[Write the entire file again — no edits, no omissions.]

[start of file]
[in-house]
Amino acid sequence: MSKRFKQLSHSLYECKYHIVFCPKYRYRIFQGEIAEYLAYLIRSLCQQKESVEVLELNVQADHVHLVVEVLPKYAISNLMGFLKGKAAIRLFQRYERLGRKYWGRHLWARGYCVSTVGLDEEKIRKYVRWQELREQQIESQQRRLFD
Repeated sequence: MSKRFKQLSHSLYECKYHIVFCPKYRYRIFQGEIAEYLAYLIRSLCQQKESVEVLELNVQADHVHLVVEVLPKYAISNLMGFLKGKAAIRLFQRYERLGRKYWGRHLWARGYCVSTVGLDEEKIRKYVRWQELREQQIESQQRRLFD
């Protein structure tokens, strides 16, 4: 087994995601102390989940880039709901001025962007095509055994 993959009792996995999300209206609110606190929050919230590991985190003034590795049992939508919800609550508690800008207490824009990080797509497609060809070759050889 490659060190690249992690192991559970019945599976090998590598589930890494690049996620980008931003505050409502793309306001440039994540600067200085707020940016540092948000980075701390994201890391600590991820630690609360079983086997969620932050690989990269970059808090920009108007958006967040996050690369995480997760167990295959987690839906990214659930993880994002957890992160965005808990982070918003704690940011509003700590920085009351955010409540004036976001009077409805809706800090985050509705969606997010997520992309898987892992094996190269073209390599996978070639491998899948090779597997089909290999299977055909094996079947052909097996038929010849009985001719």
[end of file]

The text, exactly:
[in-house]
Amino acid sequence: MSKRFKQLSHSLYECKYHIVFCPKYRYRIFQGEIAEYLAYLIRSLCQQKESVEVLELNVQADHVHLVVEVLPKYAISNLMGFLKGKAAIRLFQRYERLGRKYWGRHLWARGYCVSTVGLDEEKIRKYVRWQELREQQIESQQRRLFD
Repeated sequence: MSKRFKQLSHSLYECKYHIVFCPKYRYRIFQGEIAEYLAYLIRSLCQQKESVEVLELNVQADHVHLVVEVLPKYAISNLMGFLKGKAAIRLFQRYERLGRKYWGRHLWARGYCVSTVGLDEEKIRKYVRWQELREQQIESQQRRLFD
């Protein structure tokens, strides 16, 4: 087994995601102390989940880039709901001025962007095509055994 993959009792996995999300209206609110606190929050919230590991985190003034590795049992939508919800609550508690800008207490824009990080797509497609060809070759050889 490659060190690249992690192991559970019945599976090998590598589930890494690049996620980008931003505050409502793309306001440039994540600067200085707020940016540092948000980075701390994201890391600590991820630690609360079983086997969620932050690989990269970059808090920009108007958006967040996050690369995480997760167990295959987690839906990214659930993880994002957890992160965005808990982070918003704690940011509003700590920085009351955010409540004036976001009077409805809706800090985050509705969606997010997520992309898987892992094996190269073209390599996978070639491998899948090779597997089909290999299977055909094996079947052909097996038929010849009985001719």